Indeed, the past two weeks have been particularly bad ones for Northern Ireland. I need not go into many details. I only mention Londonderry and the 16 shops gutted after the fire-bomb attacks by the IRA. Numerous people have been injured and others killed in Northern Ireland during this Christmastime. Nearly 1,700 people have now died, as the right hon. Gentleman knows. This is the terrorist way of ushering in Christmas. This is what they think is justified.

The terrorists have also issued a statement claiming a Marxist justification for causing inconvenience to the bourgeois classes. I hope that those in politics who are giving them encouragement by talking of our withdrawal will realise their responsibilities for the murders which are being committed. I was very glad to hear the strong words that the right hon. Gentleman knows. This is the and the Troops Out movement. Hundreds of thousands of ordinary Ulster people will be affected. They are treating the terrorist statement with contempt. I hope that this House will do the same.

The Government have stressed the need for vigilance and strict security in the security zones of Belfast and Londonderry. Have the Government any information on how the explosive materials used in Londonderry were passed through the security checks? We have heard that young women have brought such materials in under their clothing. We should like to know what steps are being taken to prevent this happening again. Perhaps new procedures are required.

The latest excuse invented for this campaign of murder and destruction is the ending of special category status in prisons. I was glad to hear the right hon. Gentleman's comments on that matter, and I am sure that the House will support him. We wish to place on record that we fully agree with what he is doing, and we know that he will stand firm. We should welcome some general information about the Government's prison policy, and we should like to know what progress is being made in the building programme and the situation at the Maze prison as well as the policy adopted towards young offenders, because these matters are important.

I turn to the subject of statistics, which can be misleading. There was no complacency in the right hon. Gentleman's words, but if we examine the Written Answer he gave to the right hon. Member for Down, South (Mr. Powell) on 29th October in columns 912–16, we see that, despite many valuable results and the increase in the number of people arrested, the general security trends in Northern Ireland are not encouraging. I do not want to dampen in any way what the right hon. Gentleman said about the achievements of the security forces, but by every measure violence is climbing again towards higher levels. The figures show that explosions, civilian deaths and deaths of members of local security forces have increased. The RUC and RUCR have already suffered more casualties this year than in any year since the terrorist campaign began.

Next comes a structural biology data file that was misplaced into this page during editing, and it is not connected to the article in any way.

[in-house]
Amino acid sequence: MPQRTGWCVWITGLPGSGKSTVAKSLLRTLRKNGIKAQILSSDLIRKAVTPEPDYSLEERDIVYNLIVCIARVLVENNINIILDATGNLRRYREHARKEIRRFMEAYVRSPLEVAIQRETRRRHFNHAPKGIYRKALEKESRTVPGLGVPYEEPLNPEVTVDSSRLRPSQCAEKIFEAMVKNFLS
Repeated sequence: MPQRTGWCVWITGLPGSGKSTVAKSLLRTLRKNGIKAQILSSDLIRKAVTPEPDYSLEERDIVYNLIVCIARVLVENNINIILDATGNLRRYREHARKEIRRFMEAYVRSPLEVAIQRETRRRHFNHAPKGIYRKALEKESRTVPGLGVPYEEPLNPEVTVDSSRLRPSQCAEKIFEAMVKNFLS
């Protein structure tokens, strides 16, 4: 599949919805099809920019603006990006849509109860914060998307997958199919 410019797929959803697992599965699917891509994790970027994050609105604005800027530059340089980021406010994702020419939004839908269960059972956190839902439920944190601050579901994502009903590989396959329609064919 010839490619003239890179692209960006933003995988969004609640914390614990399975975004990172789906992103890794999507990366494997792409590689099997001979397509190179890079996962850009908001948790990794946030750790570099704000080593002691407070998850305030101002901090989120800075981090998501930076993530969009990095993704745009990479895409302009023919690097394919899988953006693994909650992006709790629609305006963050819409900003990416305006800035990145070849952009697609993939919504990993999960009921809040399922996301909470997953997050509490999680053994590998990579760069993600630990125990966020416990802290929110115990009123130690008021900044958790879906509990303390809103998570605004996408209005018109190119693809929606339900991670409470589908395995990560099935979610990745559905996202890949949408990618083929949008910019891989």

I notice that the number of houses searched remains comparatively low. The amount of firearms and explosives recovered in searches this year is significantly lower even than in 1975 when there was a so-called ceasefire. I hope that there will not be another of this kind leading to any reduction in security activity. The figures relating to persons brought before the court on security-type offences offer only a limited measure of reassurance. Fewer people have been charged with firearm offences than in previous years, although the right hon. Gentleman mentioned outstanding cases. I take my figures from the information set out in that Written Answer.

Another Written Answer given to the hon. Member for Londonderry (Mr. Ross) recently showed that out of 80 murders in Londonderry City since 1969 only 11 persons have been convicted. One should put the matter in perspective. We still have a war on our hands and we still face a very big problem. I must temper my remarks with those reservations because these are facts which the right hon. Gentleman has told the House. Despite his valiant efforts, there is no room for complacency about the position.

I wish to deal with four main points on which we need to concentrate in a counter-terrorist campaign in Northern Ireland. I shall do so briefly because many hon. Members from Northern Ireland wish to take part in the debate.

The hon. Gentleman referred to the question of removing terrorists from society. We start from exactly the same basis and feel that it is those who incite young people, especially those who organise propaganda and who plan terrorist operations, we want to get at. It is the legmen who blow themselves up, who get shot or who get arrested and convicted, while the organisers go round in smart cars, sometimes on American funds, and ride round the Province giving Harvey Smith signs to the security forces. This is constantly happening, as those who have recently visited police stations and Army posts know well.

As the former Secretary of State for Northern Ireland said in an oral Answer on 29th April:
"It is the ' Godfathers ' that we should like to have locked up. It is no good to catch the 16-year-old firing Armalite rifles, but it is the organisers who are the men we want"— [Official Report, 29th April 1976; Vol. 910, c. 947.]
Those are the people against whom we must take very firm steps.

I was pleased to hear what the right hon. Gentleman said today, but we must go a great deal further. I was glad to hear about the work being done by the security forces in making an inventory of personal profiles and information about these people, but they have to be caught and we may have to take steps in tightening up the law, a subject to which I shall come in a moment.